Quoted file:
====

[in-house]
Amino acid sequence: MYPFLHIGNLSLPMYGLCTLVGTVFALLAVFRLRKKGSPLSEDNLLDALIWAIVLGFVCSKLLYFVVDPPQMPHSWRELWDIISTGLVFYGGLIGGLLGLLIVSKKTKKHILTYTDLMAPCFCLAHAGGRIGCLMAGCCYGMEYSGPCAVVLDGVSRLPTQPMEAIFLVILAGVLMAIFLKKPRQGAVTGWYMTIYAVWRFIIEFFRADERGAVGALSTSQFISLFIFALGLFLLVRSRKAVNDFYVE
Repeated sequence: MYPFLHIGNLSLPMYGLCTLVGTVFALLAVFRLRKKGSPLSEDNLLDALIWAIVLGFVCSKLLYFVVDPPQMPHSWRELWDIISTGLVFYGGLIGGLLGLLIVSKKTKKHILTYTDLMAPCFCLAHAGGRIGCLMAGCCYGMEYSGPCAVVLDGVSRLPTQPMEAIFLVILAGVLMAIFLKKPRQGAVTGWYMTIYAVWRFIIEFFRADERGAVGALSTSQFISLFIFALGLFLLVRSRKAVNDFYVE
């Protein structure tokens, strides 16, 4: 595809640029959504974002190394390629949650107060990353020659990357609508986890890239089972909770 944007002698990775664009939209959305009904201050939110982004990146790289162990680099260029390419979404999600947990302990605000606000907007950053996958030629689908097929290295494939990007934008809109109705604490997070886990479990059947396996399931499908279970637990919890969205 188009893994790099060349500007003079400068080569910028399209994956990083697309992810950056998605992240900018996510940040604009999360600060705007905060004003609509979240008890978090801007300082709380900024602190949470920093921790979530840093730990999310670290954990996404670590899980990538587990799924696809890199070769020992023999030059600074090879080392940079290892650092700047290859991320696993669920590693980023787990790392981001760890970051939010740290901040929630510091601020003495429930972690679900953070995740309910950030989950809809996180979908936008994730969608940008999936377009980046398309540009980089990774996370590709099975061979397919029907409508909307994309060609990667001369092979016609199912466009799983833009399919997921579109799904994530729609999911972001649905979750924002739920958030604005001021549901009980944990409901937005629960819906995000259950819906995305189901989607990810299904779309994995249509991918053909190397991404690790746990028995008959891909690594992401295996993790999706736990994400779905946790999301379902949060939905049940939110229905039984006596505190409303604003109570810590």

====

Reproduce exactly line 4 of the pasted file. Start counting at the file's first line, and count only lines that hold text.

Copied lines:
């Protein structure tokens, strides 16, 4: 595809640029959504974002190394390629949650107060990353020659990357609508986890890239089972909770 944007002698990775664009939209959305009904201050939110982004990146790289162990680099260029390419979404999600947990302990605000606000907007950053996958030629689908097929290295494939990007934008809109109705604490997070886990479990059947396996399931499908279970637990919890969205 188009893994790099060349500007003079400068080569910028399209994956990083697309992810950056998605992240900018996510940040604009999360600060705007905060004003609509979240008890978090801007300082709380900024602190949470920093921790979530840093730990999310670290954990996404670590899980990538587990799924696809890199070769020992023999030059600074090879080392940079290892650092700047290859991320696993669920590693980023787990790392981001760890970051939010740290901040929630510091601020003495429930972690679900953070995740309910950030989950809809996180979908936008994730969608940008999936377009980046398309540009980089990774996370590709099975061979397919029907409508909307994309060609990667001369092979016609199912466009799983833009399919997921579109799904994530729609999911972001649905979750924002739920958030604005001021549901009980944990409901937005629960819906995000259950819906995305189901989607990810299904779309994995249509991918053909190397991404690790746990028995008959891909690594992401295996993790999706736990994400779905946790999301379902949060939905049940939110229905039984006596505190409303604003109570810590």